There is really only one of those on the roster, rookie Derek Rivers, but in this scheme he projects to be more of a stand-up rush linebacker, what with his 4.61 speed and penetration skills to force running backs to the sidelines laterally as an edge setter - and no one would be surprised to see Rivers execute much like departed Jamie Collins did on the strong side.

In fact both Rivers and fellow draftee Deatrich Wise were projected to be attractive to teams looking for 3-4 fits, with Wise having tons of experience in Arkansas three-man line as a five-tech. Everyone else on the line has the versatility to play on shifting fronts, and all of the linebackers have the flexibility to play any of the positions on the second level, led by clutch veteran Dont'a Hightower and flanked by names like McClellin, Van Noy, Roberts and Ninkovich.

The players that make the 2017 New England Patriots defensive unit are going to be the players that fit the Big Nickel scheme, which is not necessarily players who would be considered elite, all-around athletes - rather, the players that fit the scheme are those identified by Belichick as the ones whose skill sets can be incorporated into the game plans on a rotational basis...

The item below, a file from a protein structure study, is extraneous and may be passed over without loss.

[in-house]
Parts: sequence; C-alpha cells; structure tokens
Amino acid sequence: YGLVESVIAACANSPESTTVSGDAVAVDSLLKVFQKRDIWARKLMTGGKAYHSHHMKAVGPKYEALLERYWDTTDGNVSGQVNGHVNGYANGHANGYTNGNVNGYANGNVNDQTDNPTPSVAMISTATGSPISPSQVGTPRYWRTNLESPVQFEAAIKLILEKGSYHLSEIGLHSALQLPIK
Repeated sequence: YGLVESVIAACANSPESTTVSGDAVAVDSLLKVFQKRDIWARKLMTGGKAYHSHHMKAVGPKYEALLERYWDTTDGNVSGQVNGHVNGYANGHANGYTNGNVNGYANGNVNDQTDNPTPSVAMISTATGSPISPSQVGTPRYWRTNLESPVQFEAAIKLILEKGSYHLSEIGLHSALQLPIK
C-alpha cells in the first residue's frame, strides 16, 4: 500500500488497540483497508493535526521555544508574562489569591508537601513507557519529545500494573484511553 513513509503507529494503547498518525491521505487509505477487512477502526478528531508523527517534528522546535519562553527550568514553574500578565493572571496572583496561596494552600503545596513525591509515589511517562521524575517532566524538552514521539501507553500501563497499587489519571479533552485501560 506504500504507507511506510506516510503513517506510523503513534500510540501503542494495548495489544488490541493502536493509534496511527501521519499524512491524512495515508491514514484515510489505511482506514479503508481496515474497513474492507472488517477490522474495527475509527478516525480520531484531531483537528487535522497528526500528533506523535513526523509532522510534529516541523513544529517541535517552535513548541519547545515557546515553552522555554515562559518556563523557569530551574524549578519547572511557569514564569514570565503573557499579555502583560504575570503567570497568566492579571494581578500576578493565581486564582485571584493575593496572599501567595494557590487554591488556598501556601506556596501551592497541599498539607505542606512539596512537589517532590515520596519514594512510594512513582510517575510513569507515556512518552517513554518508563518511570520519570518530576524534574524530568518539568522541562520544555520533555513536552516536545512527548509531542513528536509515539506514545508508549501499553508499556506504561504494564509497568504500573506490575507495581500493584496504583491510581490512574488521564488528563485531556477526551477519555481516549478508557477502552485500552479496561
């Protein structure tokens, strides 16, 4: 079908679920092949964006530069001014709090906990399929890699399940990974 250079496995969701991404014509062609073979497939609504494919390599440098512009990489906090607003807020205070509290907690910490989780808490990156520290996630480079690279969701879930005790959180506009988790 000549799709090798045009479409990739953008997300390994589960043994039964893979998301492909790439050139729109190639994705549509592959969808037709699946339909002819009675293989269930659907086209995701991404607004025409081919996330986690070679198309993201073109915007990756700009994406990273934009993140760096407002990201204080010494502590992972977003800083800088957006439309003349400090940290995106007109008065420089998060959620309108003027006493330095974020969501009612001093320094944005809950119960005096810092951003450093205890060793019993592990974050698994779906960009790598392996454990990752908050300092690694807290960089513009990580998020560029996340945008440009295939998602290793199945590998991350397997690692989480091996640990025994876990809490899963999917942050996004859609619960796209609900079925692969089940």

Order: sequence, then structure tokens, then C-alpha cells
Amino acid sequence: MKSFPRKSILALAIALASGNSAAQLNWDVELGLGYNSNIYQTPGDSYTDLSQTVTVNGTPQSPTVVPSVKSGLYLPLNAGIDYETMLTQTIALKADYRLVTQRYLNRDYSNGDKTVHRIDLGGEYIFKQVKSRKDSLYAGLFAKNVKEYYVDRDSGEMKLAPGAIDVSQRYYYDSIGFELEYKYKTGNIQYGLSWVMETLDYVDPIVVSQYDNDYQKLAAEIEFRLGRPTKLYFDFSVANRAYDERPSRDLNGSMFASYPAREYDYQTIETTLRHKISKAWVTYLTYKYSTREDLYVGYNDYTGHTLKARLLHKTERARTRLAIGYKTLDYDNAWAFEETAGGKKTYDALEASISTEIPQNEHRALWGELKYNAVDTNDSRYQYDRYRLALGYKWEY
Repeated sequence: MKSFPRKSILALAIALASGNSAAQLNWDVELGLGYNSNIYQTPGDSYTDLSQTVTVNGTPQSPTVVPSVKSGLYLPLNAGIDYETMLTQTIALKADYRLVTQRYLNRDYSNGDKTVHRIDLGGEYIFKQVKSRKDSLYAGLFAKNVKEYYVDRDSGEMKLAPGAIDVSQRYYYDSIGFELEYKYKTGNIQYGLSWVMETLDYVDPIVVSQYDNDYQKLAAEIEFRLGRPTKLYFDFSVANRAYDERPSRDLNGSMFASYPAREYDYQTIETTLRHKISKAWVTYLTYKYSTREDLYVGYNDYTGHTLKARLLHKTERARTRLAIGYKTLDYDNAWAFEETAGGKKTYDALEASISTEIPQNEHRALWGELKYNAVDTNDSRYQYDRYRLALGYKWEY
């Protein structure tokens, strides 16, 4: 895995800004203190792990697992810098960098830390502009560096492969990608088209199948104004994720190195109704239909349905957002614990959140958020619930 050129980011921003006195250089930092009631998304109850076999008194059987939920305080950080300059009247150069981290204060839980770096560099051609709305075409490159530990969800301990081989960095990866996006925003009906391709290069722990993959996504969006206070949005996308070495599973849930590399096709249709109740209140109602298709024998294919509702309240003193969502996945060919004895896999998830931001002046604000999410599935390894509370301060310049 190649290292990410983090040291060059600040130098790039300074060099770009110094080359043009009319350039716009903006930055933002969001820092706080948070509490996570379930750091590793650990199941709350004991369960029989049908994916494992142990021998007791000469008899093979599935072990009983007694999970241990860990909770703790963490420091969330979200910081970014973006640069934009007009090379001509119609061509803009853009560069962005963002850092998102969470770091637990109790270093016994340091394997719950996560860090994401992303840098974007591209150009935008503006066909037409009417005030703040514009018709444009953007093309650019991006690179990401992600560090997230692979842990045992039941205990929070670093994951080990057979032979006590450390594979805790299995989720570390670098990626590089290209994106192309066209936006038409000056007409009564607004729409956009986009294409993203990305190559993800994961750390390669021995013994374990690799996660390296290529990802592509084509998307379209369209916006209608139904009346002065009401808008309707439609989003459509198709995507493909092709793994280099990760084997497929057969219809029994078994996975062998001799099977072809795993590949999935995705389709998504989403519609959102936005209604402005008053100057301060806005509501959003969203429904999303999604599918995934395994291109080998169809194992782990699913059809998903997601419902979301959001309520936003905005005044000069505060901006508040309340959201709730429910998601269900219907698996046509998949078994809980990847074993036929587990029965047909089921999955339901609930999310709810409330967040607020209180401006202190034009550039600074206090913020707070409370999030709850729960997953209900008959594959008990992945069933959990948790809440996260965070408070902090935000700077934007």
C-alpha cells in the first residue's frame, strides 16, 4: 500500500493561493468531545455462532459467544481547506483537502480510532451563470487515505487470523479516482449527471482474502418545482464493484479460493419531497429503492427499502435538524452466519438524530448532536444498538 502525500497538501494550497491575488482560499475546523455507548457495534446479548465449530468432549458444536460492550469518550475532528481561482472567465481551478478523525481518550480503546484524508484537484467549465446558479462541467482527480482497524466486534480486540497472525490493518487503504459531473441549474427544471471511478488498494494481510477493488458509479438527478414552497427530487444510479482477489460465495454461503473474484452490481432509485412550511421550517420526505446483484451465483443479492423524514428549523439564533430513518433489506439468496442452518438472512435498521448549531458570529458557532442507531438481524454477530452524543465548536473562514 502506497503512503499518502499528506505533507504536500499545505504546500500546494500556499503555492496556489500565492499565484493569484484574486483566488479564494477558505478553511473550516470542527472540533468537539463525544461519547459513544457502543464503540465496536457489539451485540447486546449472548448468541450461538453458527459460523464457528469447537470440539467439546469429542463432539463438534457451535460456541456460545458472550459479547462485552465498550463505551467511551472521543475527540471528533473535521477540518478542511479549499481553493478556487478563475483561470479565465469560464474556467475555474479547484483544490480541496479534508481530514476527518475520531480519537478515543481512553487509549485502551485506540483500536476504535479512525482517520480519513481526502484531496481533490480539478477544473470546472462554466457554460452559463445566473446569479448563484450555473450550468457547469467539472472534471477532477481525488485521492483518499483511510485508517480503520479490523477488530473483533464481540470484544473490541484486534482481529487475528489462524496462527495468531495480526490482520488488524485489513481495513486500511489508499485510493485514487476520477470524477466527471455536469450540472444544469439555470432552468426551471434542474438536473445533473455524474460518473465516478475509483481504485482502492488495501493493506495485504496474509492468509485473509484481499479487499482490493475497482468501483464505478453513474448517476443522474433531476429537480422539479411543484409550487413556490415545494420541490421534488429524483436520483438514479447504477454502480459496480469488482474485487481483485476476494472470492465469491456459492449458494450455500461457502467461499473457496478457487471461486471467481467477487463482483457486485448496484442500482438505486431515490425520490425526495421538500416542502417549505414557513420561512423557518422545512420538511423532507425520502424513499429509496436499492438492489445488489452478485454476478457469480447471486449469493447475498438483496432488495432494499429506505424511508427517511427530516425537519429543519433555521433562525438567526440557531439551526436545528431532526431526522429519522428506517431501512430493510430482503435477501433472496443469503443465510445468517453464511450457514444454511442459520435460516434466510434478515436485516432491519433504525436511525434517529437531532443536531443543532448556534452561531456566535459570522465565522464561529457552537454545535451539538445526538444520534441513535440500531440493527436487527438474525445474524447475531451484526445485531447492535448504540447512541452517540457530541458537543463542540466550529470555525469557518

...long a staple of Belichick defenses, the rotation allows for a wide open play book as well as keeping players fresh for the fourth quarter, both of which were on full display in the fourth quarter of the Super Bowl, as the Patriots' defense matched up fresh players with the Falcons' offense and eventually got to Matt Ryan to turn the game in New England's favor.

So all anyone has to do who is wondering why the Patriots are doing something that looks funky on the surface, is to remember that Belichick has been building his defense to accommodate the Big Nickel for years, and that if that confuses them, think about how confusing it is to their opponents as well.

Friday, June 9, 2017

The Art Of Football, Part 5: Young Offensive Line Helped By Balance In Play Calling, Health

The New England Patriots are absolutely and unequivocally loaded on offense.